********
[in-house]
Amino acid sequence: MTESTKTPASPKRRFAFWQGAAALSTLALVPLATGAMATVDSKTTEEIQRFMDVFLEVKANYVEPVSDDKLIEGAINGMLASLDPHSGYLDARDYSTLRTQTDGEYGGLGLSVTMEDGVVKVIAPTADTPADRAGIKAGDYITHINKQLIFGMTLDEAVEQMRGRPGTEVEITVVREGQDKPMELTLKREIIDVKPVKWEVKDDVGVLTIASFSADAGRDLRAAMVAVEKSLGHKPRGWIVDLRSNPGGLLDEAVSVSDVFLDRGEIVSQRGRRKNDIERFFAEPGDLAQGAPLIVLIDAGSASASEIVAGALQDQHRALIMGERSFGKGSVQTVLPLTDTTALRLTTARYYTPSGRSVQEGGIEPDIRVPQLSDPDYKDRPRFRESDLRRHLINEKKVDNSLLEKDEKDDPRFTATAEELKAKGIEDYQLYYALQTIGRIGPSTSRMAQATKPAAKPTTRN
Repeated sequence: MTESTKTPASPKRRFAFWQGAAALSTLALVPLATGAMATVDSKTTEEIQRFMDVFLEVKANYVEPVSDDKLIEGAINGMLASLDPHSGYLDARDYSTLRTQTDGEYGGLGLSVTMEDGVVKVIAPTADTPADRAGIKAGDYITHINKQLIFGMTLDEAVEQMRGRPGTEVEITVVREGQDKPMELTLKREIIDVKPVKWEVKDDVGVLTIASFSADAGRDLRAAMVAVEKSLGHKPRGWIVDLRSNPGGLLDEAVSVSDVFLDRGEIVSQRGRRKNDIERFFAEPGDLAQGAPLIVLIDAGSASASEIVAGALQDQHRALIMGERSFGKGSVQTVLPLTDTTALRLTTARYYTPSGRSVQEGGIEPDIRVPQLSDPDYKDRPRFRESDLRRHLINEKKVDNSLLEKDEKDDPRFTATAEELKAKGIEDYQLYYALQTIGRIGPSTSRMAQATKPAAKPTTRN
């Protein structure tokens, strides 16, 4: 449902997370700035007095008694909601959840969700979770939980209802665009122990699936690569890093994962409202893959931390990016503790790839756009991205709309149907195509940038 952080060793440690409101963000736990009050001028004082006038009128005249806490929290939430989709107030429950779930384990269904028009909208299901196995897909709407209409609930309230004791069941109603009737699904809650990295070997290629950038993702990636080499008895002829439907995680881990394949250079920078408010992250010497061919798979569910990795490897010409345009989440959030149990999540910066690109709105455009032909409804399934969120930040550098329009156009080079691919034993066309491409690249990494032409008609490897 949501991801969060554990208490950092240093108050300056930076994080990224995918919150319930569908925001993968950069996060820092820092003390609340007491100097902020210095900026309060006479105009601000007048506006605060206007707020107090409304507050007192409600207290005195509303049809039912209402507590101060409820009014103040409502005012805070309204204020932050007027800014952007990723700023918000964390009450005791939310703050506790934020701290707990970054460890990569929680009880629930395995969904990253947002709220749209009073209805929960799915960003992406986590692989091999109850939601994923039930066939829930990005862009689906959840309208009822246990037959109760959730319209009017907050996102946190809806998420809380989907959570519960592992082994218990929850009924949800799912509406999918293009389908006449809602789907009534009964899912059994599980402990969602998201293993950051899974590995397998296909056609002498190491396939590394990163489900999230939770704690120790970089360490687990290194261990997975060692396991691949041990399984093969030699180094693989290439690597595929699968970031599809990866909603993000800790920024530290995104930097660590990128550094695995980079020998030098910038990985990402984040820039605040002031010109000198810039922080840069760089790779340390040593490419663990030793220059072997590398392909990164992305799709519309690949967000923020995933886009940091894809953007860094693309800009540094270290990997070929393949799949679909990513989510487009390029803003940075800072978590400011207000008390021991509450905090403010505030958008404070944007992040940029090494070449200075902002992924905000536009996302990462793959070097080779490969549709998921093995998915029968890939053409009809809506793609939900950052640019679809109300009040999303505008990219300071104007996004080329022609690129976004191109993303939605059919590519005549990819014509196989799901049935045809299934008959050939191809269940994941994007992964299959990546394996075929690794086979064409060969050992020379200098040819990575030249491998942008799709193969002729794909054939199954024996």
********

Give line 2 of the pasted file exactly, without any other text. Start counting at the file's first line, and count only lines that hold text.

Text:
Amino acid sequence: MTESTKTPASPKRRFAFWQGAAALSTLALVPLATGAMATVDSKTTEEIQRFMDVFLEVKANYVEPVSDDKLIEGAINGMLASLDPHSGYLDARDYSTLRTQTDGEYGGLGLSVTMEDGVVKVIAPTADTPADRAGIKAGDYITHINKQLIFGMTLDEAVEQMRGRPGTEVEITVVREGQDKPMELTLKREIIDVKPVKWEVKDDVGVLTIASFSADAGRDLRAAMVAVEKSLGHKPRGWIVDLRSNPGGLLDEAVSVSDVFLDRGEIVSQRGRRKNDIERFFAEPGDLAQGAPLIVLIDAGSASASEIVAGALQDQHRALIMGERSFGKGSVQTVLPLTDTTALRLTTARYYTPSGRSVQEGGIEPDIRVPQLSDPDYKDRPRFRESDLRRHLINEKKVDNSLLEKDEKDDPRFTATAEELKAKGIEDYQLYYALQTIGRIGPSTSRMAQATKPAAKPTTRN